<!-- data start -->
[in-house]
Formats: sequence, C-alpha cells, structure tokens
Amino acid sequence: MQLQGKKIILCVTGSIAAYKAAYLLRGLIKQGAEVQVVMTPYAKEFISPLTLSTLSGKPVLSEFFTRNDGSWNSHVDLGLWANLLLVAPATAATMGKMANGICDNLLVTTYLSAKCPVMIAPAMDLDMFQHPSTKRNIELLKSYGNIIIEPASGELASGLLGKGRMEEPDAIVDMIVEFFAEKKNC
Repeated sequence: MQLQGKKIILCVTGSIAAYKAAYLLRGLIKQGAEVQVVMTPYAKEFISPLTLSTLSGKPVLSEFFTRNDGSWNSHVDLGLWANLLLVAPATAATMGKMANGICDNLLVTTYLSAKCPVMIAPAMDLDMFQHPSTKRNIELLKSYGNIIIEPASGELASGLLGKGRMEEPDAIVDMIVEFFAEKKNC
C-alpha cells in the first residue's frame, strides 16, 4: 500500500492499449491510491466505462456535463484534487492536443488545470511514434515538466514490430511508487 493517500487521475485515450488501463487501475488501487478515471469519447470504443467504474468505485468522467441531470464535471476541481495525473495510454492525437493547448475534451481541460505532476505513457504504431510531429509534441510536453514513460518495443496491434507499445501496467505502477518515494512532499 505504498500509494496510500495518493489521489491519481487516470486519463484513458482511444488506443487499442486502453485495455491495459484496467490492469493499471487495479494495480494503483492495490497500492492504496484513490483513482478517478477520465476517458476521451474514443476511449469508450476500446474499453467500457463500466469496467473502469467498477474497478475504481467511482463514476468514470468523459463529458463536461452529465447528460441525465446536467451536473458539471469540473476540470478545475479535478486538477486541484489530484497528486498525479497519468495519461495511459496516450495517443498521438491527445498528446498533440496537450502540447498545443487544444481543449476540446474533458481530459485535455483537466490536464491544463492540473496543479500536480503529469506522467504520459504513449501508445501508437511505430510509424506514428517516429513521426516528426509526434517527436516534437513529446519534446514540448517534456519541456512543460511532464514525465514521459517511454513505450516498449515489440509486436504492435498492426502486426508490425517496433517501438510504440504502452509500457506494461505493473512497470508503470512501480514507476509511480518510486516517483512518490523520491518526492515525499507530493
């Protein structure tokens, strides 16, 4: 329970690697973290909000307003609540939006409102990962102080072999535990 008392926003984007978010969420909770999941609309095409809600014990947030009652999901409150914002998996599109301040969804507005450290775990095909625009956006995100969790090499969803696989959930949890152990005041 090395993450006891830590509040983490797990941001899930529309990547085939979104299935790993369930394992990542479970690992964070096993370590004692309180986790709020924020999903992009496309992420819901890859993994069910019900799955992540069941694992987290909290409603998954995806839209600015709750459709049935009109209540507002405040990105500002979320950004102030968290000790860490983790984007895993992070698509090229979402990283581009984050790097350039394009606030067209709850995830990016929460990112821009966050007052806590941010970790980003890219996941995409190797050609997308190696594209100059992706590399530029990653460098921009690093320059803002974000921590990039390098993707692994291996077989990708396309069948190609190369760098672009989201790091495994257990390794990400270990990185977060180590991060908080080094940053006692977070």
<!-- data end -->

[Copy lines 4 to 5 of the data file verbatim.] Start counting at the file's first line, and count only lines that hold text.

Repeated sequence: MQLQGKKIILCVTGSIAAYKAAYLLRGLIKQGAEVQVVMTPYAKEFISPLTLSTLSGKPVLSEFFTRNDGSWNSHVDLGLWANLLLVAPATAATMGKMANGICDNLLVTTYLSAKCPVMIAPAMDLDMFQHPSTKRNIELLKSYGNIIIEPASGELASGLLGKGRMEEPDAIVDMIVEFFAEKKNC
C-alpha cells in the first residue's frame, strides 16, 4: 500500500492499449491510491466505462456535463484534487492536443488545470511514434515538466514490430511508487 493517500487521475485515450488501463487501475488501487478515471469519447470504443467504474468505485468522467441531470464535471476541481495525473495510454492525437493547448475534451481541460505532476505513457504504431510531429509534441510536453514513460518495443496491434507499445501496467505502477518515494512532499 505504498500509494496510500495518493489521489491519481487516470486519463484513458482511444488506443487499442486502453485495455491495459484496467490492469493499471487495479494495480494503483492495490497500492492504496484513490483513482478517478477520465476517458476521451474514443476511449469508450476500446474499453467500457463500466469496467473502469467498477474497478475504481467511482463514476468514470468523459463529458463536461452529465447528460441525465446536467451536473458539471469540473476540470478545475479535478486538477486541484489530484497528486498525479497519468495519461495511459496516450495517443498521438491527445498528446498533440496537450502540447498545443487544444481543449476540446474533458481530459485535455483537466490536464491544463492540473496543479500536480503529469506522467504520459504513449501508445501508437511505430510509424506514428517516429513521426516528426509526434517527436516534437513529446519534446514540448517534456519541456512543460511532464514525465514521459517511454513505450516498449515489440509486436504492435498492426502486426508490425517496433517501438510504440504502452509500457506494461505493473512497470508503470512501480514507476509511480518510486516517483512518490523520491518526492515525499507530493